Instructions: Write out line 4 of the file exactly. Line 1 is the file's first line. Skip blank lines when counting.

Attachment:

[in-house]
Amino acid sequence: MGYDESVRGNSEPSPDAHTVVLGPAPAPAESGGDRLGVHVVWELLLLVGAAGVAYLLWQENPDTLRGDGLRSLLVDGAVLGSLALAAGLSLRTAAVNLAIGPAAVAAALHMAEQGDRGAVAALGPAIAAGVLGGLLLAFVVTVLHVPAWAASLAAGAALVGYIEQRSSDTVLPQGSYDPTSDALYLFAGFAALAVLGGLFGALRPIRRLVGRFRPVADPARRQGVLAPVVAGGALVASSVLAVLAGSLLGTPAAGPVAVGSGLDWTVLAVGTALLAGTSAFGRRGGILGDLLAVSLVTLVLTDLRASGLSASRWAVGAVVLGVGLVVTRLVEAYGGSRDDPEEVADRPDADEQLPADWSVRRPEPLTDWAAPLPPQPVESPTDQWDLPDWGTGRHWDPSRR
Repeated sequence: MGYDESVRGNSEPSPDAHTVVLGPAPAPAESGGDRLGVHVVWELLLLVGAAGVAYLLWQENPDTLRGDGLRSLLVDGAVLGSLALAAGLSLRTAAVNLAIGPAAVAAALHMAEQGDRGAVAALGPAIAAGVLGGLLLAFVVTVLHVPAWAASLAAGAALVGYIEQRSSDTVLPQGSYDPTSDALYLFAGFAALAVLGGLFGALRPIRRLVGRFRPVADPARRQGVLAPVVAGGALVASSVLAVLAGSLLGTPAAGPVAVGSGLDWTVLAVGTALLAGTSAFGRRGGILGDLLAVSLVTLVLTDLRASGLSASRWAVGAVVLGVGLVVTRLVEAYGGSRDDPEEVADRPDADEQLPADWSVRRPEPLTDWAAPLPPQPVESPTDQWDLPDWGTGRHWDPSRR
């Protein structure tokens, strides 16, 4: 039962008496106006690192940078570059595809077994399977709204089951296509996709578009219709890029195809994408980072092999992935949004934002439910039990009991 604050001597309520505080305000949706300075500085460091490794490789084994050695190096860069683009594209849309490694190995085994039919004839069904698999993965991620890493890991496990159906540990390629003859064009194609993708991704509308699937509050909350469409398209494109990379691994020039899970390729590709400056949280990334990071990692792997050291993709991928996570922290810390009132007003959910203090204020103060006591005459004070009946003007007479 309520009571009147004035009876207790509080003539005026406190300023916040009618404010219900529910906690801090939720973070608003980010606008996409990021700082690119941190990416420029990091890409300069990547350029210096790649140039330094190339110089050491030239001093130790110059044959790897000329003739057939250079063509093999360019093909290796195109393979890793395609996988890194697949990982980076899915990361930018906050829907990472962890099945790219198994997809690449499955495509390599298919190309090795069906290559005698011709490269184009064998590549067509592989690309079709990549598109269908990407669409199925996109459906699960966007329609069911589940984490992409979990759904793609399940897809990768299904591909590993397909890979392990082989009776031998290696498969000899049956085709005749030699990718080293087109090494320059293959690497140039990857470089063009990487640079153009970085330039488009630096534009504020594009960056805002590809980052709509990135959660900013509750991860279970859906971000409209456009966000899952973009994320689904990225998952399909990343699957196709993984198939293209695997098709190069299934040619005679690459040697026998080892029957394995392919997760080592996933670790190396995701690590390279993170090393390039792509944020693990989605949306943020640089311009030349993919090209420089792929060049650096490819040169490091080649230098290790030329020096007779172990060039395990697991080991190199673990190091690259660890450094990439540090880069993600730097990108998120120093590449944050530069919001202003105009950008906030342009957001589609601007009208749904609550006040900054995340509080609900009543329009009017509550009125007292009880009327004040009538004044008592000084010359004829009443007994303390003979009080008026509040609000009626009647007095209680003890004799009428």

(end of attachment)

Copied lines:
């Protein structure tokens, strides 16, 4: 039962008496106006690192940078570059595809077994399977709204089951296509996709578009219709890029195809994408980072092999992935949004934002439910039990009991 604050001597309520505080305000949706300075500085460091490794490789084994050695190096860069683009594209849309490694190995085994039919004839069904698999993965991620890493890991496990159906540990390629003859064009194609993708991704509308699937509050909350469409398209494109990379691994020039899970390729590709400056949280990334990071990692792997050291993709991928996570922290810390009132007003959910203090204020103060006591005459004070009946003007007479 309520009571009147004035009876207790509080003539005026406190300023916040009618404010219900529910906690801090939720973070608003980010606008996409990021700082690119941190990416420029990091890409300069990547350029210096790649140039330094190339110089050491030239001093130790110059044959790897000329003739057939250079063509093999360019093909290796195109393979890793395609996988890194697949990982980076899915990361930018906050829907990472962890099945790219198994997809690449499955495509390599298919190309090795069906290559005698011709490269184009064998590549067509592989690309079709990549598109269908990407669409199925996109459906699960966007329609069911589940984490992409979990759904793609399940897809990768299904591909590993397909890979392990082989009776031998290696498969000899049956085709005749030699990718080293087109090494320059293959690497140039990857470089063009990487640079153009970085330039488009630096534009504020594009960056805002590809980052709509990135959660900013509750991860279970859906971000409209456009966000899952973009994320689904990225998952399909990343699957196709993984198939293209695997098709190069299934040619005679690459040697026998080892029957394995392919997760080592996933670790190396995701690590390279993170090393390039792509944020693990989605949306943020640089311009030349993919090209420089792929060049650096490819040169490091080649230098290790030329020096007779172990060039395990697991080991190199673990190091690259660890450094990439540090880069993600730097990108998120120093590449944050530069919001202003105009950008906030342009957001589609601007009208749904609550006040900054995340509080609900009543329009009017509550009125007292009880009327004040009538004044008592000084010359004829009443007994303390003979009080008026509040609000009626009647007095209680003890004799009428």